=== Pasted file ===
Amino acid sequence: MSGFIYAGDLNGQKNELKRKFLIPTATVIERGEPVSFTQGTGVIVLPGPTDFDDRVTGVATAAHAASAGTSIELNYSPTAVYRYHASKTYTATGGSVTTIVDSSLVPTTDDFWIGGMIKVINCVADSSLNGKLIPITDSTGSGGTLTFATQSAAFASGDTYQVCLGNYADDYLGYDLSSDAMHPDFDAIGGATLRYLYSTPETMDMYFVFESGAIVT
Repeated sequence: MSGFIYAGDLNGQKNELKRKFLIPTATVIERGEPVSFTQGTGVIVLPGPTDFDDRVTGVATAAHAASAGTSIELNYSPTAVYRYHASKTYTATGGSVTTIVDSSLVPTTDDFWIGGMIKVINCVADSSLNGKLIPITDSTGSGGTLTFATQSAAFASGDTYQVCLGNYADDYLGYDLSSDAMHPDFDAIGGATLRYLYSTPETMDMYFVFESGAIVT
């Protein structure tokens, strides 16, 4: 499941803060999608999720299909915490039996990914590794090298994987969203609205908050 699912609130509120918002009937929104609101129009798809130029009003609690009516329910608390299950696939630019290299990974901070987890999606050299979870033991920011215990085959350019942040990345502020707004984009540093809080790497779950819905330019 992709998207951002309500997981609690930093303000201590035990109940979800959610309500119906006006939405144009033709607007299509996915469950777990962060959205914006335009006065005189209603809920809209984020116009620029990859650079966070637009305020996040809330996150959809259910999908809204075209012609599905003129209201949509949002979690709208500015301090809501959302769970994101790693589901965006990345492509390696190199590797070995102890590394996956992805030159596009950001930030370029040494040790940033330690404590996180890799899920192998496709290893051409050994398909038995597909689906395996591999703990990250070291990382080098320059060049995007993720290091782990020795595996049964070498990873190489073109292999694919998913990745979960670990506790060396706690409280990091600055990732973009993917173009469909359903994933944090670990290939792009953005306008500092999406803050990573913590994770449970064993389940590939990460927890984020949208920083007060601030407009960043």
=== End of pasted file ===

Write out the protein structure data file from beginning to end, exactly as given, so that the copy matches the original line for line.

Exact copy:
Amino acid sequence: MSGFIYAGDLNGQKNELKRKFLIPTATVIERGEPVSFTQGTGVIVLPGPTDFDDRVTGVATAAHAASAGTSIELNYSPTAVYRYHASKTYTATGGSVTTIVDSSLVPTTDDFWIGGMIKVINCVADSSLNGKLIPITDSTGSGGTLTFATQSAAFASGDTYQVCLGNYADDYLGYDLSSDAMHPDFDAIGGATLRYLYSTPETMDMYFVFESGAIVT
Repeated sequence: MSGFIYAGDLNGQKNELKRKFLIPTATVIERGEPVSFTQGTGVIVLPGPTDFDDRVTGVATAAHAASAGTSIELNYSPTAVYRYHASKTYTATGGSVTTIVDSSLVPTTDDFWIGGMIKVINCVADSSLNGKLIPITDSTGSGGTLTFATQSAAFASGDTYQVCLGNYADDYLGYDLSSDAMHPDFDAIGGATLRYLYSTPETMDMYFVFESGAIVT
């Protein structure tokens, strides 16, 4: 499941803060999608999720299909915490039996990914590794090298994987969203609205908050 699912609130509120918002009937929104609101129009798809130029009003609690009516329910608390299950696939630019290299990974901070987890999606050299979870033991920011215990085959350019942040990345502020707004984009540093809080790497779950819905330019 992709998207951002309500997981609690930093303000201590035990109940979800959610309500119906006006939405144009033709607007299509996915469950777990962060959205914006335009006065005189209603809920809209984020116009620029990859650079966070637009305020996040809330996150959809259910999908809204075209012609599905003129209201949509949002979690709208500015301090809501959302769970994101790693589901965006990345492509390696190199590797070995102890590394996956992805030159596009950001930030370029040494040790940033330690404590996180890799899920192998496709290893051409050994398909038995597909689906395996591999703990990250070291990382080098320059060049995007993720290091782990020795595996049964070498990873190489073109292999694919998913990745979960670990506790060396706690409280990091600055990732973009993917173009469909359903994933944090670990290939792009953005306008500092999406803050990573913590994770449970064993389940590939990460927890984020949208920083007060601030407009960043």